The timing data from the data book is as follows (the cell height is 25.6 m m):

• AOI33: t R = 0.70–1.06 ns;  t F = 0.72–1.15 ns;  C in = 0.21–0.28 pF;  W C = 35.2 m m
• OAI33: t R = 1.06–1.70 ns;  t F = 1.42–1.98 ns;  C in = 0.31–0.36 pF;  W C = 48 m m

(f)  How does this data compare with your theoretical analysis?

3.13 (EXOR cells and logical effort, 60 min.) Show how to implement a two-input EXOR cell using an AOI22 and two inverters. Using logical effort, compare this with an implementation using an AOI21 cell and a NOR cell.

3.14  (***XNOR cells, 60 min.) Table  3.3 shows the implementation of XNOR cells in a standard-cell library. Analyze this data using the concept of logical effort.

 TABLE 3.3  Implementations of XNOR cells in CMOS (Problem 3.14 ). Cell Implementation Library 1: XNOR2D1 nand[or(a1,a2),nand(a1,a2)] Library 2: XNOR2D1 NOT[NOT[MUX[a1, NOT(a1),a2)]] Library 1: XNOR2D2 NOT[NOT[MUX(a1,NOT(a1),a2)]] Library 2: XNOR2D2 nand[or(a1,a2),nand(a1,a2)] Library 1: XNOR3D1 NOT[NOT[MUX(a1, NOT(a1), NOT(MUX(a3, NOT(a3),a2)))]] Library 1: XNOR3D2 NOT[NOT[MUX(a1, NOT(a1), NOT(MUX(a3, NOT(a3),a2)))]]

3.15 (***Extensions to logical effort, 60 min.) The path branching effort B is the product of branching efforts:

 B = ∏ b i  . (3.47) i ∈ path

The branching effort is the ratio of the on-path plus off-path capacitance to the on-path capacitance. The path effort F becomes the product of the path electrical effort, path branching effort, and path logical effort:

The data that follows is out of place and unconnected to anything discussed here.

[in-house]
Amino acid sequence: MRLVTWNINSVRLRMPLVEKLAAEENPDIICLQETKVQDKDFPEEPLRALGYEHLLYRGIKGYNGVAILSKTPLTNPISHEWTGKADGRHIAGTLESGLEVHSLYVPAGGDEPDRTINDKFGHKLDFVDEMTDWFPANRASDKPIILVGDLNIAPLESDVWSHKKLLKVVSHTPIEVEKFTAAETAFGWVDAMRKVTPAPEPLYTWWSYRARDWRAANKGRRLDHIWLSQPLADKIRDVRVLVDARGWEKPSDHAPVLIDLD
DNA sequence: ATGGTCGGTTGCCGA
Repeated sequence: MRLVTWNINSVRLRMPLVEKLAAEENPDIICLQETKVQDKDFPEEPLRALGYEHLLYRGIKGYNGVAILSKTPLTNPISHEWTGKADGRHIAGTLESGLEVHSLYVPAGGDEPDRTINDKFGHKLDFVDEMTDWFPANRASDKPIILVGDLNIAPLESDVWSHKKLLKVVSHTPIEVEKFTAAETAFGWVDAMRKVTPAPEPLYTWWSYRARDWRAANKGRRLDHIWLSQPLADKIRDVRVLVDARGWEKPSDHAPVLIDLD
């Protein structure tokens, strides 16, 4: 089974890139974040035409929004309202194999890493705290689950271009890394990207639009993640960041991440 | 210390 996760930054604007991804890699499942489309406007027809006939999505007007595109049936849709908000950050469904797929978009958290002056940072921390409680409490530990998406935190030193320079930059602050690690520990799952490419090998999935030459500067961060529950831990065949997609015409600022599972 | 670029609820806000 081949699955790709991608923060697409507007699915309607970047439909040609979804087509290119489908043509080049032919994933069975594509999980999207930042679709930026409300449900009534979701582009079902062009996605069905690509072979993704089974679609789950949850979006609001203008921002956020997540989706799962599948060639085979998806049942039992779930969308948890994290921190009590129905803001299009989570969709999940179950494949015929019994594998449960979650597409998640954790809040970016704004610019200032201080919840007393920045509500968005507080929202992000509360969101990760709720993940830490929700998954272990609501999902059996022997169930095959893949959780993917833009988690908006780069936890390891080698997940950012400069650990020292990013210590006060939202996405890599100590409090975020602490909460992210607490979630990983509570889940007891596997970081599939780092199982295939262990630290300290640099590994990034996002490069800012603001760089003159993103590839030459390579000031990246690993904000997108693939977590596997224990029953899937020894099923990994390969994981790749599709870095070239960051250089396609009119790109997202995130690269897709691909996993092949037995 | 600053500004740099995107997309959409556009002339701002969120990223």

F = GBH . (3.48)

Show that the path delay D is

 D = ∑ g i b i h i + ∑ p i . (3.49) i ∈ path i ∈ path

(***) Show that the optimum path delay is then

 D^ = NF 1/ N = N ( GBH ) 1/ N + P . (3.50)

3.16  (*Circuits from layout, 120 min.) Figure  3.26 shows a D flip-flop with clear from a 1.0 m m standard-cell library. Figure  3.27 shows two layout views of this D flip-flop. Construct the circuit diagram for this flip-flop, labeling the nodes and transistors as shown. Include the transistor sizes—use estimates for transistors with 45° gates—you only need W/L values, you can assume the gate lengths are all L = 2 l , equal to the minimum feature size. Label the inputs and outputs to the cell and identify their functions. FIGURE 3.26  A D flip-flop from a 1.0 m m standard-cell library (Problem 3.16 ).

3.17  (Flip-flop circuits, 30 min.) Draw the circuit schematic for a positive-edge–triggered D flip-flop with active-high set and reset (base your schematic on Figure 2.18a, a negative-edge–triggered D flip-flop). Describe the problem when both SET and RESET are high.  FIGURE 3.27  (Top) A standard cell showing the diffusion ( n -diffusion and p -diffusion), poly, and contact layers (the n -well and p -well are not shown). (Bottom) Shows the m1, contact, m2, and via layers. Problem 3.16 traces this circuit for this cell.

If we want an active-high set or reset we can: (1) use an inverter on the set or reset signal or (2) we can substitute NOR cells. Since NOR cells are slower than NAND cells, which we do depends on whether we want to optimize for speed or area.

Thus, the largest flip-flop would be one with both Q and QN outputs, active high set and reset—requiring four TX gates, three inverters (four of the seven we normally need are replaced with NAND cells), four NAND cells, and two inverters to invert the set and reset, making a total of 34 transistors, or 8.5 gates.